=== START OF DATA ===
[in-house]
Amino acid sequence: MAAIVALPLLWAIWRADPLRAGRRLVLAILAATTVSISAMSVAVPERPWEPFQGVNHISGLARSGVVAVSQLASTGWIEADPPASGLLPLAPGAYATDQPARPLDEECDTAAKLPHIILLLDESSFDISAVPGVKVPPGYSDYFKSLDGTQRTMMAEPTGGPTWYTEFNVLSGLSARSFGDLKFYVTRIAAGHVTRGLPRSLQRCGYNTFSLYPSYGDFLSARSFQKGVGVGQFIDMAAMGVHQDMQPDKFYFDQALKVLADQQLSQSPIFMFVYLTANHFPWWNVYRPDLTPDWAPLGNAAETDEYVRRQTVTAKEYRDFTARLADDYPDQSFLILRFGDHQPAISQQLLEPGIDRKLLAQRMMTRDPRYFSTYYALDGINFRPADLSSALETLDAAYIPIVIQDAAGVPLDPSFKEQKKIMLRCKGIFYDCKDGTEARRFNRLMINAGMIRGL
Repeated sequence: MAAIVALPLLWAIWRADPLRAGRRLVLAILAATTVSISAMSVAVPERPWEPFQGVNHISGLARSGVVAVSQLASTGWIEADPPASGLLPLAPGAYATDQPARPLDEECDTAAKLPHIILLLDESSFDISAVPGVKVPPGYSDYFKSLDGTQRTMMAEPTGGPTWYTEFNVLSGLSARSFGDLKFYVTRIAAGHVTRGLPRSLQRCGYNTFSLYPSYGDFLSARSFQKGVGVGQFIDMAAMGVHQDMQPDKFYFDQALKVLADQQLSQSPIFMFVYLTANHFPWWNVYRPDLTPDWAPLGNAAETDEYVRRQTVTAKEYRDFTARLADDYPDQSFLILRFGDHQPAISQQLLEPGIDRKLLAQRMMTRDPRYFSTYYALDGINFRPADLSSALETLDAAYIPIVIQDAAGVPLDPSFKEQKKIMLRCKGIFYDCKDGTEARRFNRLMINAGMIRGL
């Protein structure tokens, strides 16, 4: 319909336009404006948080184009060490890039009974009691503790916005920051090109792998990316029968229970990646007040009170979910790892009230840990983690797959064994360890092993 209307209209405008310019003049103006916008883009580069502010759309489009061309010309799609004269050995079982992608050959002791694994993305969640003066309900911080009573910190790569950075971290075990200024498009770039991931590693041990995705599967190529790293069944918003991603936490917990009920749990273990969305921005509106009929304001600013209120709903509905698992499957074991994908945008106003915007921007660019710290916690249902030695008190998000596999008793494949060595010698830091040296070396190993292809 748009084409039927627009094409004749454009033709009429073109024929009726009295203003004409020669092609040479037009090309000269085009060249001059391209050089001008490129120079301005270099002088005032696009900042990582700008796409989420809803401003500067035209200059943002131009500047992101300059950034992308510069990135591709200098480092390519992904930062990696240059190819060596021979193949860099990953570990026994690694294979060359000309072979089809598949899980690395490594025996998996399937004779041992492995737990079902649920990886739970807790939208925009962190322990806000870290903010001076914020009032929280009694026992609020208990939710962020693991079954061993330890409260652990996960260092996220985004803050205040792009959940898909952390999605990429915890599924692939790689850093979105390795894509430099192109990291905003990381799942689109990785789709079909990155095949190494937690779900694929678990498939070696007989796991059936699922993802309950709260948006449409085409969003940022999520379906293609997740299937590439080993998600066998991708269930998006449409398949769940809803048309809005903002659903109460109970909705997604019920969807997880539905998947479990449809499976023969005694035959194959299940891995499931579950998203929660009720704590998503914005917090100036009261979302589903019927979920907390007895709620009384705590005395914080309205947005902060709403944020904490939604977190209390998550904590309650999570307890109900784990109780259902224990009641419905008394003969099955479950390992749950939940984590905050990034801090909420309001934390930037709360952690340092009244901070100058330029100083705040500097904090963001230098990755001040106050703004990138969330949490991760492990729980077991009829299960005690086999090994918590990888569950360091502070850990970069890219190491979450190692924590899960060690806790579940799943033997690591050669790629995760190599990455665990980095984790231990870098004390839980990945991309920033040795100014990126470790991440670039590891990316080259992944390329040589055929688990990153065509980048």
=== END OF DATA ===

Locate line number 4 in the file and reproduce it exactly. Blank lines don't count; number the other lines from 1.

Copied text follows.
């Protein structure tokens, strides 16, 4: 319909336009404006948080184009060490890039009974009691503790916005920051090109792998990316029968229970990646007040009170979910790892009230840990983690797959064994360890092993 209307209209405008310019003049103006916008883009580069502010759309489009061309010309799609004269050995079982992608050959002791694994993305969640003066309900911080009573910190790569950075971290075990200024498009770039991931590693041990995705599967190529790293069944918003991603936490917990009920749990273990969305921005509106009929304001600013209120709903509905698992499957074991994908945008106003915007921007660019710290916690249902030695008190998000596999008793494949060595010698830091040296070396190993292809 748009084409039927627009094409004749454009033709009429073109024929009726009295203003004409020669092609040479037009090309000269085009060249001059391209050089001008490129120079301005270099002088005032696009900042990582700008796409989420809803401003500067035209200059943002131009500047992101300059950034992308510069990135591709200098480092390519992904930062990696240059190819060596021979193949860099990953570990026994690694294979060359000309072979089809598949899980690395490594025996998996399937004779041992492995737990079902649920990886739970807790939208925009962190322990806000870290903010001076914020009032929280009694026992609020208990939710962020693991079954061993330890409260652990996960260092996220985004803050205040792009959940898909952390999605990429915890599924692939790689850093979105390795894509430099192109990291905003990381799942689109990785789709079909990155095949190494937690779900694929678990498939070696007989796991059936699922993802309950709260948006449409085409969003940022999520379906293609997740299937590439080993998600066998991708269930998006449409398949769940809803048309809005903002659903109460109970909705997604019920969807997880539905998947479990449809499976023969005694035959194959299940891995499931579950998203929660009720704590998503914005917090100036009261979302589903019927979920907390007895709620009384705590005395914080309205947005902060709403944020904490939604977190209390998550904590309650999570307890109900784990109780259902224990009641419905008394003969099955479950390992749950939940984590905050990034801090909420309001934390930037709360952690340092009244901070100058330029100083705040500097904090963001230098990755001040106050703004990138969330949490991760492990729980077991009829299960005690086999090994918590990888569950360091502070850990970069890219190491979450190692924590899960060690806790579940799943033997690591050669790629995760190599990455665990980095984790231990870098004390839980990945991309920033040795100014990126470790991440670039590891990316080259992944390329040589055929688990990153065509980048």